German conglomerate Siemens has acquired Comfy, which designs IoT-enabled technology for office workers to control temperature and lighting. The company got its start at CITRIS headquarters in Sutardja Dai Hall, where the UC Berkeley entrepreneurs prototyped and tested the smart technology.
Third time’s the charm: Today, German conglomerate Siemens announced it will acquire Comfy, an Oakland-based startup that allows office workers to control temperature and lighting. The purchase rounds out a buying spree for Siemens’ Building Technologies Division, which acquired two other smart building companies, J2 Innovations and Enlighted, last month. All three companies play a role in helping turn existing building infrastructure into smart, IoT-enabled systems.
“These acquisitions are not just stand alone investments to help us grow our business. It is really about expanding our smart building strategy,” explained Siemens Building Technologies President Dave Hopping. “We want to be the leading smart building company in the world and we need companies like Comfy to succeed in that mission.”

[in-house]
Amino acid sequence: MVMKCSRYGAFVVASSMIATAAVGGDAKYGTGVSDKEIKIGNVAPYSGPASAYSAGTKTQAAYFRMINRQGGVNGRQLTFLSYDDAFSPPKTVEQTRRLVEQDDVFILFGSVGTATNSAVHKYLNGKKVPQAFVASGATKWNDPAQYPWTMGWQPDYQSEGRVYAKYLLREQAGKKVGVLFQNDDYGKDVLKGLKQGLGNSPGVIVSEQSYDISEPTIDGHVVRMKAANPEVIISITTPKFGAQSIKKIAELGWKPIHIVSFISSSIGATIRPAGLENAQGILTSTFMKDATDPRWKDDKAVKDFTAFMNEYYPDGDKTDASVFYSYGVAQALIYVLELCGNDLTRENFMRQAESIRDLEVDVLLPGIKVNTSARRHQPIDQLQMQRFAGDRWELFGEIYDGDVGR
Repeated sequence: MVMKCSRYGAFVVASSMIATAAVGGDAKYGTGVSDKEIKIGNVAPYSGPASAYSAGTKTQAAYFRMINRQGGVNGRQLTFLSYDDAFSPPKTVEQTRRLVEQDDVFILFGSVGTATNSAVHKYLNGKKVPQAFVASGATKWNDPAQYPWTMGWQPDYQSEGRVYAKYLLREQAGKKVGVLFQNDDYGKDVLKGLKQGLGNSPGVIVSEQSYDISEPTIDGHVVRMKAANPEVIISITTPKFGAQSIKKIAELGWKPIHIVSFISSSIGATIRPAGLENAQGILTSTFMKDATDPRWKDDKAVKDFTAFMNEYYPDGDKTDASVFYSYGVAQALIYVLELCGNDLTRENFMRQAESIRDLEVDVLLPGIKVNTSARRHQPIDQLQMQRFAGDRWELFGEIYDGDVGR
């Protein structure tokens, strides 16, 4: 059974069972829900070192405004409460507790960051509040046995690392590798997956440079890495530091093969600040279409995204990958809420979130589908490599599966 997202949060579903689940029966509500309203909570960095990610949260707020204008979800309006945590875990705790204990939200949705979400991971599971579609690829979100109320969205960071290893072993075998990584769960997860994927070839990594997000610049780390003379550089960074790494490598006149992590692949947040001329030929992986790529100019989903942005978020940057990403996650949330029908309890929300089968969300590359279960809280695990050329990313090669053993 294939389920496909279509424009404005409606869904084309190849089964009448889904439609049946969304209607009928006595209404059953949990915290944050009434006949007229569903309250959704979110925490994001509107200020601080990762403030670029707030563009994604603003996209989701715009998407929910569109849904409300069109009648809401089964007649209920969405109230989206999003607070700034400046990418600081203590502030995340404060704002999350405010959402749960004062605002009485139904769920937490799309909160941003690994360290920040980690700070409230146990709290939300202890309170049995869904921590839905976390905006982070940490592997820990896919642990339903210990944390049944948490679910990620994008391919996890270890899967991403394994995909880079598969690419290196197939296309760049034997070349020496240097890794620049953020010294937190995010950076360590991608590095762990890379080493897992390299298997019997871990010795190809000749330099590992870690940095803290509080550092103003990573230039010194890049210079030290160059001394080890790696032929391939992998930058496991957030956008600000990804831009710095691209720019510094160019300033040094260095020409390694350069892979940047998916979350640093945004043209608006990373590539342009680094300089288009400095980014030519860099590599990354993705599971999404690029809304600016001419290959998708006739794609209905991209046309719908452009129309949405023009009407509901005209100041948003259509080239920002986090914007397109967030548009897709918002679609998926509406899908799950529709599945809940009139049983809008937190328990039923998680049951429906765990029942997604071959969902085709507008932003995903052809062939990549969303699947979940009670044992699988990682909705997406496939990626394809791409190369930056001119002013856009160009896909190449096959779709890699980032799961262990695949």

Siemens told Forbes that while it is open to buying more companies, this will be its final investment in the smart building space for now. They declined to disclose the purchase price of any of the companies.
Comfy, formerly named Building Robotics, is the only user-facing company Siemens acquired. Founded in 2012 by two UC Berkeley engineering PhD students, Andrew Krioukov and Stephen Dawson-Haggerty, it began as a simple app that allowed employees control over every office building’s number one complaint: the temperature. The duo originally billed it as an energy efficiency solution for corporate buildings, which would be able to shut down HVAC systems not currently in use.